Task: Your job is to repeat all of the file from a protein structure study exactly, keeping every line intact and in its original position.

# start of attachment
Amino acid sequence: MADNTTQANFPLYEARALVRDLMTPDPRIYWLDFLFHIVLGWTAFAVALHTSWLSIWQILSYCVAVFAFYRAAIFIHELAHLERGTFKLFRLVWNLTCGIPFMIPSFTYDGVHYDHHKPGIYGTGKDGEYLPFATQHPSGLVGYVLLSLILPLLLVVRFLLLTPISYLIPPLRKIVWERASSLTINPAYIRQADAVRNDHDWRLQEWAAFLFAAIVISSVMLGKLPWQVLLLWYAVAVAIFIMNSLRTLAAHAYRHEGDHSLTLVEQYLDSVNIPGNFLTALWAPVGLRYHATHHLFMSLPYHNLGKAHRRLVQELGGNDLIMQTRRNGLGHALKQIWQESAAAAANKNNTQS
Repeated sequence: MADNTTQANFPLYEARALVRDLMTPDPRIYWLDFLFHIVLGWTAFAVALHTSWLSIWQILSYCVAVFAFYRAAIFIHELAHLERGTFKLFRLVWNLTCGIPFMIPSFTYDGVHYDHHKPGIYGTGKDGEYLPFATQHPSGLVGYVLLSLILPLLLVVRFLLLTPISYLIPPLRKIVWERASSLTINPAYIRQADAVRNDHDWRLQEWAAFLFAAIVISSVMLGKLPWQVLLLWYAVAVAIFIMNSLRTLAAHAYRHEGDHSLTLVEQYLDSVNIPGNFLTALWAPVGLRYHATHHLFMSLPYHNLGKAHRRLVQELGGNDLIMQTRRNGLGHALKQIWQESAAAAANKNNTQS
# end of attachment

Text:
Amino acid sequence: MADNTTQANFPLYEARALVRDLMTPDPRIYWLDFLFHIVLGWTAFAVALHTSWLSIWQILSYCVAVFAFYRAAIFIHELAHLERGTFKLFRLVWNLTCGIPFMIPSFTYDGVHYDHHKPGIYGTGKDGEYLPFATQHPSGLVGYVLLSLILPLLLVVRFLLLTPISYLIPPLRKIVWERASSLTINPAYIRQADAVRNDHDWRLQEWAAFLFAAIVISSVMLGKLPWQVLLLWYAVAVAIFIMNSLRTLAAHAYRHEGDHSLTLVEQYLDSVNIPGNFLTALWAPVGLRYHATHHLFMSLPYHNLGKAHRRLVQELGGNDLIMQTRRNGLGHALKQIWQESAAAAANKNNTQS
Repeated sequence: MADNTTQANFPLYEARALVRDLMTPDPRIYWLDFLFHIVLGWTAFAVALHTSWLSIWQILSYCVAVFAFYRAAIFIHELAHLERGTFKLFRLVWNLTCGIPFMIPSFTYDGVHYDHHKPGIYGTGKDGEYLPFATQHPSGLVGYVLLSLILPLLLVVRFLLLTPISYLIPPLRKIVWERASSLTINPAYIRQADAVRNDHDWRLQEWAAFLFAAIVISSVMLGKLPWQVLLLWYAVAVAIFIMNSLRTLAAHAYRHEGDHSLTLVEQYLDSVNIPGNFLTALWAPVGLRYHATHHLFMSLPYHNLGKAHRRLVQELGGNDLIMQTRRNGLGHALKQIWQESAAAAANKNNTQS